Some women find their libidos significantly change while breastfeeding: many women experience heightened sexual desire, while others crave less sex. No matter how you feel about sex while breastfeeding, it's important to keep communicating your thoughts and feelings with your partner to maintain a healthy relationship.
If sex is uncomfortable for you during the breastfeeding months, try these tips:
- Try other sexual positions. If you find your breasts are sore or you have sudden leakage if your breasts are touched, you may want to consider alternatives to the missionary position. Woman on top, spooning, and hands-and-knees positions may be more comfortable.
- Avoid having your breasts fondled. If your breasts are sore or you're worried about sudden leaking, talk to your partner about not touching your breasts during sex or foreplay.
- Consider wearing a bra with nursing pads in place. Oxytocin is the hormone that helps control your milk ejection reflex. Oxytocin is released during female orgasm, meaning that you may leak milk during sex. Sometimes this leakage is quite sudden, and may be a lot of milk. If you're worried about surprising your partner or messing up your sheets, consider wearing a bra with nursing pads.
- Use a lubricant. With your body busy making breast milk, you may experience a shortage of vaginal lubrication. A water based lubricant should ease any discomfort for you and your partner.
- Be patient. This is critical. Many women feel 'touched out' when nursing every couple of hours. You may not want to have sex, or might be too exhausted and overwhelmed to think about sex after the birth of your baby. Communicate with your partner; many men express affection and comfort through sex. Let your partner know how you're feeling and find other special ways to convey how important he is to you.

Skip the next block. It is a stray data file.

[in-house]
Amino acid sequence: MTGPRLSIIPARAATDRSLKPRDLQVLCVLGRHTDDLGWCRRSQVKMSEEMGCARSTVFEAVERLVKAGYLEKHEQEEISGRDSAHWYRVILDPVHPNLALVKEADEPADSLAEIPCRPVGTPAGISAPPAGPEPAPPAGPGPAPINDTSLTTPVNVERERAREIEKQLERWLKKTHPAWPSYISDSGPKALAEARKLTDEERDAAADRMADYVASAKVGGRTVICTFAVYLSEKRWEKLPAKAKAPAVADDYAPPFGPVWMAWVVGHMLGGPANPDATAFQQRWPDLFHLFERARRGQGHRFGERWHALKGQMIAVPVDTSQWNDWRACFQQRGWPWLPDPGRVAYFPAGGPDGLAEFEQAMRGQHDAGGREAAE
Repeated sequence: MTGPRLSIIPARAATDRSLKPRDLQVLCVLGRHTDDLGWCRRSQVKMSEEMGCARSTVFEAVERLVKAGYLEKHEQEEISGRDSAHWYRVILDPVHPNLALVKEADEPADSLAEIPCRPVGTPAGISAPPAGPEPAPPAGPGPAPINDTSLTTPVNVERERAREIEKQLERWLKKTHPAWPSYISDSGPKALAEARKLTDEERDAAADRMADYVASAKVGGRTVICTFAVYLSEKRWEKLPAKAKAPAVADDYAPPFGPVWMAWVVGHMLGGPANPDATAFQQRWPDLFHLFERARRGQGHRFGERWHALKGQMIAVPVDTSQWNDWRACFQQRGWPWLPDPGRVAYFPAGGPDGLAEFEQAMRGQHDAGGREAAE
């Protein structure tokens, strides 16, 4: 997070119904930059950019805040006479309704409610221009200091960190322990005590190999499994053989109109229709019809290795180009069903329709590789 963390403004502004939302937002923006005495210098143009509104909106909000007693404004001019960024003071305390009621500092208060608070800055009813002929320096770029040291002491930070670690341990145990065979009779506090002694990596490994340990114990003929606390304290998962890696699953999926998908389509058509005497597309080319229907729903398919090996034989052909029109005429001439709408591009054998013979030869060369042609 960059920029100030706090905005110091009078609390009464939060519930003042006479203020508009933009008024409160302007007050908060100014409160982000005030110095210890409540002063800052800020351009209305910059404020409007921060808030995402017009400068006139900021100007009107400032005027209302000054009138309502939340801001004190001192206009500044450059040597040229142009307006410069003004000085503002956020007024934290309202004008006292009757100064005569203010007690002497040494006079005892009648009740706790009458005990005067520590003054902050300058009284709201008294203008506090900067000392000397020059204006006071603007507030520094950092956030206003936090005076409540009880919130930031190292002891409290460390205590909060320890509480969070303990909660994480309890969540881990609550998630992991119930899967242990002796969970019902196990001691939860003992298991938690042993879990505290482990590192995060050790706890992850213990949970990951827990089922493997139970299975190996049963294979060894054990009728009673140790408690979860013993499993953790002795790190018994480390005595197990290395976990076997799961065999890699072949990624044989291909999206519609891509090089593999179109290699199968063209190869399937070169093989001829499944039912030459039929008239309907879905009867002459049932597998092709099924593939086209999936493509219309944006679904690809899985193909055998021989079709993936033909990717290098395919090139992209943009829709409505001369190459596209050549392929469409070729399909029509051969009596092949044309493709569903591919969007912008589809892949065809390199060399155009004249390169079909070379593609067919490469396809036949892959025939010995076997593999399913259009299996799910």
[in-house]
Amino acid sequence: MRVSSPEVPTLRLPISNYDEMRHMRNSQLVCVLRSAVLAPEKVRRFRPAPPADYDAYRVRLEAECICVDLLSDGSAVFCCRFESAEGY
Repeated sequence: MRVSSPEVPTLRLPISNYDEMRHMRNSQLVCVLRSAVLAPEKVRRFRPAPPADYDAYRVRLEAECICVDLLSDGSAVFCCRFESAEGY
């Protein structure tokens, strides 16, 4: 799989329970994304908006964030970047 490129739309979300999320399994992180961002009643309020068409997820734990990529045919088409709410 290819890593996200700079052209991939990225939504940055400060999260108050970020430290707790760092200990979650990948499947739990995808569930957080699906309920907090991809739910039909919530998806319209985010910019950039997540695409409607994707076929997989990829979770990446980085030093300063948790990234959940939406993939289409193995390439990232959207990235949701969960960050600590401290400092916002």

- Consider using contraception or natural family planning. It's a good idea to try not to get pregnant for about a year after you deliver. Your body needs a chance to recover from pregnancy, and you need some time to enjoy your baby before occupying yourself with another pregnancy. You may have heard that breastfeeding is a natural contraceptive. While it is true that breastfeeding can help prevent pregnancy, this form of birth control is unpredictable and has high failure rates. Consider using a condom or another barrier method. If you don't want to go on the pill, talk to your care provider about using a light hormone birth control. If you want to use a natural contraceptive technique, conduct some research on how to determine when you start and finish ovulating.
- Wait around six weeks after you deliver to have sex. This is important for a few reasons. First, the perineum (vaginal area) needs time to heal from any stitches, tearing, or soreness resulting from delivery. If you have sex too soon, you could damage your perineum, causing infection and further damage to this sensitive area.
Second, when the placenta separates from your uterus, it leaves an 'open wound' inside your uterus. This wound is no cause for concern (a great deal of your postpartum bleeding comes from this wound), but your body needs time to recover and heal. For this reason, it's important to avoid douching, sex, tampons and menstrual cups for about six weeks after you deliver. Your goal is to introduce nothing that can cause an infection. However, some care providers will waive the six-week minimum; if you experience strong sexual desire before the six weeks expire, check with your care provider.
Knowing how to have sex while breastfeeding will allow you and your partner to continue your healthy relationship.